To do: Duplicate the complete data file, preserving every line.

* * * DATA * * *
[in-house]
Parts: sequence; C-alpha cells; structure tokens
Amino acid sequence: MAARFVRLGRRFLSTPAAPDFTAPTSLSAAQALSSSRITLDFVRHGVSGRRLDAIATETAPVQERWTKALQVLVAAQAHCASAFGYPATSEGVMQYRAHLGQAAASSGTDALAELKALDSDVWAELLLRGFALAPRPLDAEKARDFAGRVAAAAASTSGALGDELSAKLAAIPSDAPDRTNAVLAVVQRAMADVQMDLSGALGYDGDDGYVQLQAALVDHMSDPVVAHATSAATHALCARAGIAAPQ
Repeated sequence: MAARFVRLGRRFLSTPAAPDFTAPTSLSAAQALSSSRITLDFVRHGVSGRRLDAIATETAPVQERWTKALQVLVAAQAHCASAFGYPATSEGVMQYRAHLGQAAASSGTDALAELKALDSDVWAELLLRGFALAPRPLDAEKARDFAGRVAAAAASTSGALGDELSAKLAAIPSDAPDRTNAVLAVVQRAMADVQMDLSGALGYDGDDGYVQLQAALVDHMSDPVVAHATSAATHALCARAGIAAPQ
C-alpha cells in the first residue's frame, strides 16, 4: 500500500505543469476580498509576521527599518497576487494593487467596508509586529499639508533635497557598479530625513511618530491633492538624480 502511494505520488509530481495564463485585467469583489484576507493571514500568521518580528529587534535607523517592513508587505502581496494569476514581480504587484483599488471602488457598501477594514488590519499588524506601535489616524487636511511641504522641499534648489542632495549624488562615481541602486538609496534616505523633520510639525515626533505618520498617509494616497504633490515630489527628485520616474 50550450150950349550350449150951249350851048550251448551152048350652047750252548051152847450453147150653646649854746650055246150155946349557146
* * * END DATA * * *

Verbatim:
[in-house]
Parts: sequence; C-alpha cells; structure tokens
Amino acid sequence: MAARFVRLGRRFLSTPAAPDFTAPTSLSAAQALSSSRITLDFVRHGVSGRRLDAIATETAPVQERWTKALQVLVAAQAHCASAFGYPATSEGVMQYRAHLGQAAASSGTDALAELKALDSDVWAELLLRGFALAPRPLDAEKARDFAGRVAAAAASTSGALGDELSAKLAAIPSDAPDRTNAVLAVVQRAMADVQMDLSGALGYDGDDGYVQLQAALVDHMSDPVVAHATSAATHALCARAGIAAPQ
Repeated sequence: MAARFVRLGRRFLSTPAAPDFTAPTSLSAAQALSSSRITLDFVRHGVSGRRLDAIATETAPVQERWTKALQVLVAAQAHCASAFGYPATSEGVMQYRAHLGQAAASSGTDALAELKALDSDVWAELLLRGFALAPRPLDAEKARDFAGRVAAAAASTSGALGDELSAKLAAIPSDAPDRTNAVLAVVQRAMADVQMDLSGALGYDGDDGYVQLQAALVDHMSDPVVAHATSAATHALCARAGIAAPQ
C-alpha cells in the first residue's frame, strides 16, 4: 500500500505543469476580498509576521527599518497576487494593487467596508509586529499639508533635497557598479530625513511618530491633492538624480 502511494505520488509530481495564463485585467469583489484576507493571514500568521518580528529587534535607523517592513508587505502581496494569476514581480504587484483599488471602488457598501477594514488590519499588524506601535489616524487636511511641504522641499534648489542632495549624488562615481541602486538609496534616505523633520510639525515626533505618520498617509494616497504633490515630489527628485520616474 50550450150950349550350449150951249350851048550251448551152048350652047750252548051152847450453147150653646649854746650055246150155946349557146